Ancient Monuments

History on the Ground

This site is entirely user-supported. See how you can help.

Moated site, 340m north east of Moorwell Bridge

A Scheduled Monument in Alston Moor, Cumbria

Approximate Location Map
Large Map »
Street or Overhead View
Contributor Photos »

If Google Street View is available, the image is from the best available vantage point looking, if possible, towards the location of the monument. Where it is not available, the satellite view is shown instead.

Coordinates

Latitude: 54.8145 / 54°48'52"N

Longitude: -2.4452 / 2°26'42"W

OS Eastings: 371487.854937

OS Northings: 546716.753418

OS Grid: NY714467

Mapcode National: GBR CDCR.FX

Mapcode Global: WH91V.D7VZ

Entry Name: Moated site, 340m north east of Moorwell Bridge

Scheduled Date: 18 January 1964

Source: Historic England

Source ID: 1007134

English Heritage Legacy ID: CU 373

County: Cumbria

Civil Parish: Alston Moor

Built-Up Area: Alston

Traditional County: Cumberland

Lieutenancy Area (Ceremonial County): Cumbria

Church of England Parish: Alston Moor

Church of England Diocese: Newcastle

Details

The monument includes the remains of a medieval moated site situated on an east facing slope on the west side of the River South Tyne. The river forms the south east side of the moated site, with moat ditches with counterscarp banks forming the west and northern sides. The moated island is an artificially levelled mound of moraine upon which there are the buried remains of a building. In the vicinity of the monument there are further archaeological remains that have not been assessed for designation. Finds made during the 19th century indicate that a fortified house once stood on the mound.

SOURCES
PastScape Monument No:- 15068
NMR:- NZ74NW4
Cumbria HER:- 775

Source: Historic England

Reasons for Scheduling

Around 6,000 moated sites are known in England. They consist of wide ditches, often or seasonally water-filled, partly or completely enclosing one or more islands of dry ground on which stood domestic or religious buildings. In some cases the islands were used for horticulture. The majority of moated sites served as prestigious aristocratic and seigneurial residences with the provision of a moat intended as a status symbol rather than a practical military defence. The peak period during which moated sites were built was between about 1250 and 1350 and by far the greatest concentration lies in central and eastern parts of England. However, moated sites were built throughout the medieval period, are widely scattered throughout England and exhibit a high level of diversity in their forms and sizes. They form a significant class of medieval monument and are important for the understanding of the distribution of wealth and status in the countryside. Many examples provide conditions favourable to the survival of organic remains.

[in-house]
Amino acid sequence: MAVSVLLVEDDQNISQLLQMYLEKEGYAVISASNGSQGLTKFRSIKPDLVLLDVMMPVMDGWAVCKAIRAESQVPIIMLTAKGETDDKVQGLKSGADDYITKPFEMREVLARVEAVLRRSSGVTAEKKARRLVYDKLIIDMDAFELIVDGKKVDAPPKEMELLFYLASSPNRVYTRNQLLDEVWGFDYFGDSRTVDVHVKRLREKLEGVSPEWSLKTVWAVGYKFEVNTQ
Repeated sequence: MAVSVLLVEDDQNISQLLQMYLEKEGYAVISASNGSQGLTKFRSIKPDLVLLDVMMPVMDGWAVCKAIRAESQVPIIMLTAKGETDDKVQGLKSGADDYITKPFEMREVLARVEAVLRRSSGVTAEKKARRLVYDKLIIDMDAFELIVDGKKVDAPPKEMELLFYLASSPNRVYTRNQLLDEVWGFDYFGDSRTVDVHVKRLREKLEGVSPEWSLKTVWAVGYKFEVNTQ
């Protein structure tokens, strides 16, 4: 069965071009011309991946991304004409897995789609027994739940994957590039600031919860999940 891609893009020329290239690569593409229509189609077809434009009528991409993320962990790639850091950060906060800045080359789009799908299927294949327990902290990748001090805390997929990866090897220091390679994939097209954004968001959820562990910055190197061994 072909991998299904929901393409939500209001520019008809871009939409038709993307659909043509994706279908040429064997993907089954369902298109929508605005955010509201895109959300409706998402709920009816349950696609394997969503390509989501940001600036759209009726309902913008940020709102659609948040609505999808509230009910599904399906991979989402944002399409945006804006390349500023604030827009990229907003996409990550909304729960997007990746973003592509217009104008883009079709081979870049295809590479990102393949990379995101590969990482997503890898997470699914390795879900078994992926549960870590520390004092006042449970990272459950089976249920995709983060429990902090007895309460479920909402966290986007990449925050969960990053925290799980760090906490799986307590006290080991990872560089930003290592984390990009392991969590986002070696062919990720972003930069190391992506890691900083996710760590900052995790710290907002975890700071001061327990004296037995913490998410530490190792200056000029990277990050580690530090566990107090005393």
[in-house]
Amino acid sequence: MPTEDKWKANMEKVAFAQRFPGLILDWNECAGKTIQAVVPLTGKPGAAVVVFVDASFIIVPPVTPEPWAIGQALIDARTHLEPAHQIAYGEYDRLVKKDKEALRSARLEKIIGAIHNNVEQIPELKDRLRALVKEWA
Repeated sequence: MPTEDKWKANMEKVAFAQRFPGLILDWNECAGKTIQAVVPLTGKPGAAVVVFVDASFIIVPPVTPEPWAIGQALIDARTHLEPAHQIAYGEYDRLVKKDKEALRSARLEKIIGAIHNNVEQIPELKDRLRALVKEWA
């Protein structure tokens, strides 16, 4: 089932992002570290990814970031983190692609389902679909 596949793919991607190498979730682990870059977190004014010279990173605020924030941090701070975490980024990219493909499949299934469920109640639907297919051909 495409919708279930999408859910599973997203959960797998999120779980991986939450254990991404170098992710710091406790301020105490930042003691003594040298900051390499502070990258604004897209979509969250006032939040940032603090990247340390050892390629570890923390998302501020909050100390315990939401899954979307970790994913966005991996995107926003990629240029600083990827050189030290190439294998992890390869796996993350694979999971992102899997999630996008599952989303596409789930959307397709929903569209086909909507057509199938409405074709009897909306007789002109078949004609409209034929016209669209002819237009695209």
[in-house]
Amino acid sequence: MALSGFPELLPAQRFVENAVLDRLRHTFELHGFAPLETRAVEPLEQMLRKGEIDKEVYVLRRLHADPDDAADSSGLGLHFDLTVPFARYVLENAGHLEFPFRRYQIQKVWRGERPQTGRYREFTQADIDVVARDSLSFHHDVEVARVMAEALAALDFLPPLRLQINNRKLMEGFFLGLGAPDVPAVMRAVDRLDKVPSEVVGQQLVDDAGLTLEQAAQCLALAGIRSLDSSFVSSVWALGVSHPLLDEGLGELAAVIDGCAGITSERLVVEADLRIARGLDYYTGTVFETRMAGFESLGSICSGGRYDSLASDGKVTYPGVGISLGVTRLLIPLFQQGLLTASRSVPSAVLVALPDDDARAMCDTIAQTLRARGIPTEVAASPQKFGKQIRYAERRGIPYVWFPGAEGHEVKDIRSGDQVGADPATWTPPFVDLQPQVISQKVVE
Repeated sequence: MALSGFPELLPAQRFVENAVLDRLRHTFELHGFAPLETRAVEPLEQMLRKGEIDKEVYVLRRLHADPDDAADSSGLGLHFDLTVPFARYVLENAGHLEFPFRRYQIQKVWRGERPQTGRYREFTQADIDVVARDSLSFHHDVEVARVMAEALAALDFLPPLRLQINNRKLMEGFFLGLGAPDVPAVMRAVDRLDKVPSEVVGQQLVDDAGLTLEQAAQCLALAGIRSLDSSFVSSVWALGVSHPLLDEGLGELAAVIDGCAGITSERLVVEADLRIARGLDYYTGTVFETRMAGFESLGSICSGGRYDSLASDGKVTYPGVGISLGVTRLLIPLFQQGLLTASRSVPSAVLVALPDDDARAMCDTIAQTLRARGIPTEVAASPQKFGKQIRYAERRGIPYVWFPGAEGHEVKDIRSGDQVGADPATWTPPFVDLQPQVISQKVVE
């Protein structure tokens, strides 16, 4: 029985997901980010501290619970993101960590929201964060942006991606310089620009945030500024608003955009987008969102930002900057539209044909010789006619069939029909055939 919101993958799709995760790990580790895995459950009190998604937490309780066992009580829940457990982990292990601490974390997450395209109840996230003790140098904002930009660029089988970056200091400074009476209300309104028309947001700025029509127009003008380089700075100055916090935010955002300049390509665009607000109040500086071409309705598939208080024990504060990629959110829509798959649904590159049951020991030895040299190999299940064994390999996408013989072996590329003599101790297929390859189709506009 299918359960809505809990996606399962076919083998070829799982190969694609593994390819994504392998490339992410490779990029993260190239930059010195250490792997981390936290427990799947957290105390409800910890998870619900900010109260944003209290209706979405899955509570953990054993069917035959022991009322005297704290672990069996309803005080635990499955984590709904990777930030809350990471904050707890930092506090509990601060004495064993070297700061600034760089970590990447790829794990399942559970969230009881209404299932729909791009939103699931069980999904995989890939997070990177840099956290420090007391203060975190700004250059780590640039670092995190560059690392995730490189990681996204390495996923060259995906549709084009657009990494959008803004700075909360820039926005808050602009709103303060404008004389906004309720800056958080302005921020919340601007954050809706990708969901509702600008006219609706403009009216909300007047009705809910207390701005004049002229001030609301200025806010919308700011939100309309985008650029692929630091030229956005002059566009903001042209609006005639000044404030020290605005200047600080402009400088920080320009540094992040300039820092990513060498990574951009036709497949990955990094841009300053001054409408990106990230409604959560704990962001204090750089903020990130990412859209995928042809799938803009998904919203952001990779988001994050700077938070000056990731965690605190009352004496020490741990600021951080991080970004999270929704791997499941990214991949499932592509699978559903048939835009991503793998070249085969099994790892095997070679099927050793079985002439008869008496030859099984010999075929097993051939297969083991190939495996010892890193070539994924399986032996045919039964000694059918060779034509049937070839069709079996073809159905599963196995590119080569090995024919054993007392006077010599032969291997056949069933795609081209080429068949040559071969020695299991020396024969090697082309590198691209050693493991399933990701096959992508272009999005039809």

The moated site, 340m north east of Moorwell Bridge survives well. The monument is representative of its period and will contain archaeological deposits relating to its construction, use and abandonment. In addition, features such as the moat ditch will contain environmental deposits relating to the use of the surrounding landscape and information on earlier land use will be preserved within soils buried beneath the artificially raised ground.

Source: Historic England

Other nearby scheduled monuments

AncientMonuments.uk is an independent online resource and is not associated with any government department. All government data published here is used under licence. Please do not contact AncientMonuments.uk for any queries related to any individual ancient or schedued monument, planning permission related to scheduled monuments or the scheduling process itself.

AncientMonuments.uk is a Good Stuff website.